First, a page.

Due to the activeness of my disease, I no longer feel useful at all. Even though I think that medication helps me a bit, it seems like it doesn’t give me the kind of result I need when it comes to dealing with multiple sclerosis properly. Somehow I think that there’s more to it than just attending therapy sessions and popping prescription pills. Its severity means so much to me that it affects the way I think, behave, and react to the things that surround me and it happens to impact my relationships as well. Sometimes it makes me feel so sad and alone that I don’t want anybody else near me. I feel like I am a burden to those people I love, and that kind of situation sucks.




How It Impacts My Significant Other

I know my husband is aware of my MS condition but seeing him suffer from all the stress and pain I am experiencing, I have to admit that it also makes me feel sad about it. It’s not because I am incapable of doing things for myself, but it’s because I know how much he desires to help me on my situation but won’t be able to do anything. Even though we agree on sticking with each other and understanding every pain that we’re going through, I know it is never an easy task for the both of us because eventually, I know I’ll lose all the strength I have, and he’ll lose all the patience he needs.




My multiple sclerosis is something that makes me incapable of providing for my spouse because instead of me taking care of him, he’s now extending tons of effort into making me feel better. I know it’s a blessing to have my husband with me, but not being able to return all his effort is worse than having a severe case of MS.

Multiple Sclerosis And My Married Life




Dealing with a medical situation is something that puts me on a roller coaster of emotional and psychological stress. “When individuals are very stressed, particularly if they become anxious or depressed, their ability to think clearly and objectively may be affected. People can easily feel less capable or weaker than they truly are, and think that their situation is much worse than it really is,” says Steve Bressert, Ph.D.

Though I am not the one experiencing the said condition, I know my wife is battling so hard to get over her illness, as she desires to live a healthy life. As far as her multiple sclerosis is concerned, it is something that puts us both into a situation that even our relationship can no longer support and fix the damage from her MS.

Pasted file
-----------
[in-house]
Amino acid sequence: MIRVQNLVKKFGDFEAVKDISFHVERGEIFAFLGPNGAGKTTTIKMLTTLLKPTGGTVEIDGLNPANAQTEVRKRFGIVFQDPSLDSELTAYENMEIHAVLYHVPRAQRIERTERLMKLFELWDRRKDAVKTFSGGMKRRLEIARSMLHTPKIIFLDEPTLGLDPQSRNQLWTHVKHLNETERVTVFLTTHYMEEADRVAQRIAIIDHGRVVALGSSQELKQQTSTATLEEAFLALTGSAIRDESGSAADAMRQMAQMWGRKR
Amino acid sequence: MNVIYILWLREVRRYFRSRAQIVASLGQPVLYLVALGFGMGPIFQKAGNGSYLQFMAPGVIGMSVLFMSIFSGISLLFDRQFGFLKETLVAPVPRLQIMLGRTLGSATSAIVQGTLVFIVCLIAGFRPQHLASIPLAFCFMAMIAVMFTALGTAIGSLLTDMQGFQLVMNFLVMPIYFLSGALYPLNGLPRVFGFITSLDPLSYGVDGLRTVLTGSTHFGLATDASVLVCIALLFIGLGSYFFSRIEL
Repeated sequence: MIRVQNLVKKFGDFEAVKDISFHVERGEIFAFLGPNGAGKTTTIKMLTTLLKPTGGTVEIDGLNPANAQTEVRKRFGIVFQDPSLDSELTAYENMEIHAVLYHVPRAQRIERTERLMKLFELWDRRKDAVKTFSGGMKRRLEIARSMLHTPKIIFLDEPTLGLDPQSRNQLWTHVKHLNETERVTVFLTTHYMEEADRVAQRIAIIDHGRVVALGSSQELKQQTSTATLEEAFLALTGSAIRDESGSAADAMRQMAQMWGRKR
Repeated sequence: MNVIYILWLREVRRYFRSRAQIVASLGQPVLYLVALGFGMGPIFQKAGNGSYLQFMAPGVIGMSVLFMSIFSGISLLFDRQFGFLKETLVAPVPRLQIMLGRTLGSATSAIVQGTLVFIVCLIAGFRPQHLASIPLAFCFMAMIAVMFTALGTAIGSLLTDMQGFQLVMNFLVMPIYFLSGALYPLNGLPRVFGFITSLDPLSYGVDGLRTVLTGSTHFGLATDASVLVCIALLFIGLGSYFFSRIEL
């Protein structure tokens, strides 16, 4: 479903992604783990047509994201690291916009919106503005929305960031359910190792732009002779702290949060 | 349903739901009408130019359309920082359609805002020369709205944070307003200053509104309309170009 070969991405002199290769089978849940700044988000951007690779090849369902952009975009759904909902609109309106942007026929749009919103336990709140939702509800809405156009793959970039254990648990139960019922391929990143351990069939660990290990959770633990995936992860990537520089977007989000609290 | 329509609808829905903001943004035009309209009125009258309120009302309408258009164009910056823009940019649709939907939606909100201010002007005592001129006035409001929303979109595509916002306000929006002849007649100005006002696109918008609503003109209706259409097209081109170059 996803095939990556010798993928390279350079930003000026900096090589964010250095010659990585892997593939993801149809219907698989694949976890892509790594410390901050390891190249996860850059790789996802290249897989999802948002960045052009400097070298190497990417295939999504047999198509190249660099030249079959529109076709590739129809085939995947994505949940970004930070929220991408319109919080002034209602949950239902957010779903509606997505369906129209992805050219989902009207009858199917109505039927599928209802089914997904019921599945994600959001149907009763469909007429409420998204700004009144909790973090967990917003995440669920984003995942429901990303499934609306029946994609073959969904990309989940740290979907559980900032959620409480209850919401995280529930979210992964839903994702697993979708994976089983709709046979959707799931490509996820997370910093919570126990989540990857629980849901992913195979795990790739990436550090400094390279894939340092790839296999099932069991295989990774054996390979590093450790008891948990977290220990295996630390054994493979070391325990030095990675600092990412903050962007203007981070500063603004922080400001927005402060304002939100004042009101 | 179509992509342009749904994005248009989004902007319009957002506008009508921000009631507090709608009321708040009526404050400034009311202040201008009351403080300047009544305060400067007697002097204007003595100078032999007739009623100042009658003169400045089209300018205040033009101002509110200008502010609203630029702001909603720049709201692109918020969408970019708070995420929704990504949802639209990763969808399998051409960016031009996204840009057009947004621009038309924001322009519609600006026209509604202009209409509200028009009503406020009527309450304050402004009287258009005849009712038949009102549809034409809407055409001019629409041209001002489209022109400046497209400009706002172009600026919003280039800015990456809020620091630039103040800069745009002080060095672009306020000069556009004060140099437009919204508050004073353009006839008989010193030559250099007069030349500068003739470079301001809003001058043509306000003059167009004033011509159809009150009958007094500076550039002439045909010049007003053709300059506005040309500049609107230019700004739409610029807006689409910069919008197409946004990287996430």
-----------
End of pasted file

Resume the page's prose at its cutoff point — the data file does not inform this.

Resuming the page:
“Multiple sclerosis (MS) is the most common disabling neurological disease in young adults. Most develop a pattern of on-again, off-again symptoms, but some have consistently mild symptoms and others have steadily worsening disability,” says psychologist Linda Wasmer Andrews.

I Am Powerless

Honestly, it pains me to see that my wife is suffering from multiple sclerosis almost every day. I can no longer contain the emotional pain I am feeling right now knowing that any moment, her condition can give her tons of physical pain. And what’s worse is that I can’t do anything about it. Every day she is experiencing a relapse and her body shivers. It scares me to death thinking that my wife can snap in an instant. One moment she’s okay, then after a couple of minutes, she’s not. It drives me crazy because her situation is something that I never really understood. Sometimes, even if I think I know a lot about her condition and tell myself that I am capable of helping her all through her struggle; deep in my mind I know I am powerless of doing anything. I hate to see her suffer and I don’t want her to feel pain. But that’s not for me to decide.




The Situation Causes Damage

I believe that my relationship with my wife is something that she uses to be able to hold on to our situation. Our marriage becomes both of our strength so we can fight the damage of multiple sclerosis in our lives. However, the severity of the medical condition is suddenly taking us away from each other and even though it only makes a slow pinch of changes in our everyday routine, it still gives us an absolute mental and emotional disaster.

I read that, “As a caregiver, you will get angry – at your spouse, at the disease, at doctors who seem uncaring or unwilling to look at the whole patient. Prepare for this anger and try to direct it at the responsible party: the disease.” This was said by Robert N. Kraft Ph.D. from personal experience being the husband of a woman with MS.




I want to be with my wife, I love her, and I want to take care of her. But the intensity of the burden of dealing with a person with multiple sclerosis is something that tends to give me a severe medical depression. I feel so down and hopeless right now. I know this is not helping me at any cost and it doesn’t help my wife as well. But the emotional stress I am suffering right now because of my wife’s condition is immeasurable.

Everybody may experience a different side of a struggle from multiple sclerosis, and they will eventually end up losing everything too. I know I am not worthy enough to support my wife if I won’t be able to recover from the depression I am having right now. I need my wife more than she needs me, so I have to make sure that I am 100% capable of providing her the support she needs. I don’t want her to think that her condition pushes me to my limits that’s why I know I need to recover from my medical condition so that I can entirely give her the kind of support, love, and care she deserves.


Can Multiple Sclerosis Destroy My Love Life?




The emotional and physical connections between couples are essential towards a long-lasting relationship, and there is a more significant need for it when one or both of them have Multiple Sclerosis (MS). MS is “widely considered an autoimmune disorder, meaning that the immune system of an otherwise normal person is tricked into attacking healthy parts of the body, MS causes damage in many areas of the nervous system. This leads to symptoms that are often different for different people. These include things as seemingly diverse as fatigue, walking problems, depression, cognitive impairment, muscle tightness, or bladder problems,” says Lauren Krupp, M.D., and Robert Charlson, M.D.